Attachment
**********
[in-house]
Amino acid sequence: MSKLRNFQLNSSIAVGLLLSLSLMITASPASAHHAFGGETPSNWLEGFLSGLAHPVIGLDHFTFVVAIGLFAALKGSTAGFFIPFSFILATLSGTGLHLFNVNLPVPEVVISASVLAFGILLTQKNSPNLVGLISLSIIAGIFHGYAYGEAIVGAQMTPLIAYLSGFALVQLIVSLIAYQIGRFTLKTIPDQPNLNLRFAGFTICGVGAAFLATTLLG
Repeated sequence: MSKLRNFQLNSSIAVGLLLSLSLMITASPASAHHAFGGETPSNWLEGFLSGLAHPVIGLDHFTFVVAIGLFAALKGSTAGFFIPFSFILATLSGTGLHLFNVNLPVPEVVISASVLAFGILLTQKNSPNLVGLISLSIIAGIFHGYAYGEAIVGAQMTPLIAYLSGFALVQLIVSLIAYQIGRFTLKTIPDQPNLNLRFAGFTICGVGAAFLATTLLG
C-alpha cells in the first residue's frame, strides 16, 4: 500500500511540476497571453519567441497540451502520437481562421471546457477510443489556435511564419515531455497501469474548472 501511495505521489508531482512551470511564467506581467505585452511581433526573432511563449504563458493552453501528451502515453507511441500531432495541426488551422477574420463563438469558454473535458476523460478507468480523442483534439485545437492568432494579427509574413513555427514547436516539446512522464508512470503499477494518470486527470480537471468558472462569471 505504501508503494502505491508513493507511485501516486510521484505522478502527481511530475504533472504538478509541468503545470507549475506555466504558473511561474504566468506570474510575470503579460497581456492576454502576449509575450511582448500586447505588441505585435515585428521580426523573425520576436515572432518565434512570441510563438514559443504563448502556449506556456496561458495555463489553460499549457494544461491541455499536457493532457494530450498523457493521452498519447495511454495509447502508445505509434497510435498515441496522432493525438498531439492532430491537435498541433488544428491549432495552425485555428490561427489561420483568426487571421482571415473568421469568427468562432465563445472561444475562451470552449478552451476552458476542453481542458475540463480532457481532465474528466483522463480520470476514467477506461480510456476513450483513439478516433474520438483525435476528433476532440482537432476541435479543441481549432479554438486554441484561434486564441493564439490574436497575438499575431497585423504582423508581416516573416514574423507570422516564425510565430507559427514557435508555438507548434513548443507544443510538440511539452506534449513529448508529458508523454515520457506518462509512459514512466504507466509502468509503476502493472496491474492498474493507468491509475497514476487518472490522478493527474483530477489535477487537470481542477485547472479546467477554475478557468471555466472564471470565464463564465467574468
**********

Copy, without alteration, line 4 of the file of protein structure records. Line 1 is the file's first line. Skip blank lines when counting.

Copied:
C-alpha cells in the first residue's frame, strides 16, 4: 500500500511540476497571453519567441497540451502520437481562421471546457477510443489556435511564419515531455497501469474548472 501511495505521489508531482512551470511564467506581467505585452511581433526573432511563449504563458493552453501528451502515453507511441500531432495541426488551422477574420463563438469558454473535458476523460478507468480523442483534439485545437492568432494579427509574413513555427514547436516539446512522464508512470503499477494518470486527470480537471468558472462569471 505504501508503494502505491508513493507511485501516486510521484505522478502527481511530475504533472504538478509541468503545470507549475506555466504558473511561474504566468506570474510575470503579460497581456492576454502576449509575450511582448500586447505588441505585435515585428521580426523573425520576436515572432518565434512570441510563438514559443504563448502556449506556456496561458495555463489553460499549457494544461491541455499536457493532457494530450498523457493521452498519447495511454495509447502508445505509434497510435498515441496522432493525438498531439492532430491537435498541433488544428491549432495552425485555428490561427489561420483568426487571421482571415473568421469568427468562432465563445472561444475562451470552449478552451476552458476542453481542458475540463480532457481532465474528466483522463480520470476514467477506461480510456476513450483513439478516433474520438483525435476528433476532440482537432476541435479543441481549432479554438486554441484561434486564441493564439490574436497575438499575431497585423504582423508581416516573416514574423507570422516564425510565430507559427514557435508555438507548434513548443507544443510538440511539452506534449513529448508529458508523454515520457506518462509512459514512466504507466509502468509503476502493472496491474492498474493507468491509475497514476487518472490522478493527474483530477489535477487537470481542477485547472479546467477554475478557468471555466472564471470565464463564465467574468